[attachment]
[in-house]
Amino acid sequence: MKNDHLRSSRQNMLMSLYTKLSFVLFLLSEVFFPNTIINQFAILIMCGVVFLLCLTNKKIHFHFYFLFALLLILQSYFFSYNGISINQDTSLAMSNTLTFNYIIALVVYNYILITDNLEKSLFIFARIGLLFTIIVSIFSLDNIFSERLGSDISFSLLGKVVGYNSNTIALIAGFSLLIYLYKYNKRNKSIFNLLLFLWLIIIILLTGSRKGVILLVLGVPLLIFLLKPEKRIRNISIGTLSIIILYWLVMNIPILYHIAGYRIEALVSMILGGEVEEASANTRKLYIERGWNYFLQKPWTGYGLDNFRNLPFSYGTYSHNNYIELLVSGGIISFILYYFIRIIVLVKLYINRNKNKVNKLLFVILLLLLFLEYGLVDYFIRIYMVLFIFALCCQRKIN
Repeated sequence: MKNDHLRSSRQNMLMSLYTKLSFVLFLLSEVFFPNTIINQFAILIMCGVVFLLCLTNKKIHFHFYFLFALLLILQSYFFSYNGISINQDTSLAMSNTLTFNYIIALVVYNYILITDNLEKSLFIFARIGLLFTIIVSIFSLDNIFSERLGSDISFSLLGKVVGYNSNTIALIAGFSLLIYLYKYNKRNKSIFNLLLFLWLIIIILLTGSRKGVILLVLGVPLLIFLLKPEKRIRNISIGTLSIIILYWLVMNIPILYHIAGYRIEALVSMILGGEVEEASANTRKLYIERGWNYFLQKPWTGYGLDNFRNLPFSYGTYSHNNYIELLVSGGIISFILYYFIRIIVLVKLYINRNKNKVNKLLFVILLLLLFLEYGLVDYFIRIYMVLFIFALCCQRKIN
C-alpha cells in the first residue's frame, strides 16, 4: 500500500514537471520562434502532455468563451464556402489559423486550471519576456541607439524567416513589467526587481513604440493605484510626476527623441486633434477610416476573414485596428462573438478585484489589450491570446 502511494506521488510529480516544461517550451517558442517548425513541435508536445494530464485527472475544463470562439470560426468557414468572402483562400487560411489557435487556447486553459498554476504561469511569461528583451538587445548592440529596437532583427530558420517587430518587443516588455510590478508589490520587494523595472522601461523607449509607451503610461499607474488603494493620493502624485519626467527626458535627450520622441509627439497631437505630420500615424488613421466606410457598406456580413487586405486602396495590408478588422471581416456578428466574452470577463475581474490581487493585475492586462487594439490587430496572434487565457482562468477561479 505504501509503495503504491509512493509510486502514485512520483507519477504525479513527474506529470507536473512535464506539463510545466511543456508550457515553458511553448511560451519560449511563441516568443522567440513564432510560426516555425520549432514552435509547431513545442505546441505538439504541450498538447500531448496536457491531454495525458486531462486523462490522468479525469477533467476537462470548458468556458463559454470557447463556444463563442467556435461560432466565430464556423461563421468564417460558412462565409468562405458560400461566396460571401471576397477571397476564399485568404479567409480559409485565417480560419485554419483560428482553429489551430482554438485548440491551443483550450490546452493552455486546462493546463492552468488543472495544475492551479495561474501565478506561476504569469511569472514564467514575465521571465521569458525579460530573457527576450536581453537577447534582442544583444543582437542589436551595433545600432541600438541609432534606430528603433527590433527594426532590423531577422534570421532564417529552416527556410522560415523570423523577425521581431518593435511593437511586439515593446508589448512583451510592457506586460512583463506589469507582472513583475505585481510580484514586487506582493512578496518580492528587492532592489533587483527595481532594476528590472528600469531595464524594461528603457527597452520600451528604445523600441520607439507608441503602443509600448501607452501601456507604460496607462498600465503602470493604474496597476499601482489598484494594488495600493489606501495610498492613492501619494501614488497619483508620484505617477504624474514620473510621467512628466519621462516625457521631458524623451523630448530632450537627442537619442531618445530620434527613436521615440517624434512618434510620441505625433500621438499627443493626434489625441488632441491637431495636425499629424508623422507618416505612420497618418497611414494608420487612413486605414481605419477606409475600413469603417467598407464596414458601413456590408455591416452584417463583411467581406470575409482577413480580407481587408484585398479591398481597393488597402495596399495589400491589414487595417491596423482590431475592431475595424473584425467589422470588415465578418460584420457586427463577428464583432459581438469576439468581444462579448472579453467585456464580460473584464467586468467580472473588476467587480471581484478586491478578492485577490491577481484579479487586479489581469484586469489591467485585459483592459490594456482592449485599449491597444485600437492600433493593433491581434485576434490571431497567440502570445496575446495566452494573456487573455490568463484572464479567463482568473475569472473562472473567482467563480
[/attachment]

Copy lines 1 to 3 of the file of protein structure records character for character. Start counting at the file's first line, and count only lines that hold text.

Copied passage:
[in-house]
Amino acid sequence: MKNDHLRSSRQNMLMSLYTKLSFVLFLLSEVFFPNTIINQFAILIMCGVVFLLCLTNKKIHFHFYFLFALLLILQSYFFSYNGISINQDTSLAMSNTLTFNYIIALVVYNYILITDNLEKSLFIFARIGLLFTIIVSIFSLDNIFSERLGSDISFSLLGKVVGYNSNTIALIAGFSLLIYLYKYNKRNKSIFNLLLFLWLIIIILLTGSRKGVILLVLGVPLLIFLLKPEKRIRNISIGTLSIIILYWLVMNIPILYHIAGYRIEALVSMILGGEVEEASANTRKLYIERGWNYFLQKPWTGYGLDNFRNLPFSYGTYSHNNYIELLVSGGIISFILYYFIRIIVLVKLYINRNKNKVNKLLFVILLLLLFLEYGLVDYFIRIYMVLFIFALCCQRKIN
Repeated sequence: MKNDHLRSSRQNMLMSLYTKLSFVLFLLSEVFFPNTIINQFAILIMCGVVFLLCLTNKKIHFHFYFLFALLLILQSYFFSYNGISINQDTSLAMSNTLTFNYIIALVVYNYILITDNLEKSLFIFARIGLLFTIIVSIFSLDNIFSERLGSDISFSLLGKVVGYNSNTIALIAGFSLLIYLYKYNKRNKSIFNLLLFLWLIIIILLTGSRKGVILLVLGVPLLIFLLKPEKRIRNISIGTLSIIILYWLVMNIPILYHIAGYRIEALVSMILGGEVEEASANTRKLYIERGWNYFLQKPWTGYGLDNFRNLPFSYGTYSHNNYIELLVSGGIISFILYYFIRIIVLVKLYINRNKNKVNKLLFVILLLLLFLEYGLVDYFIRIYMVLFIFALCCQRKIN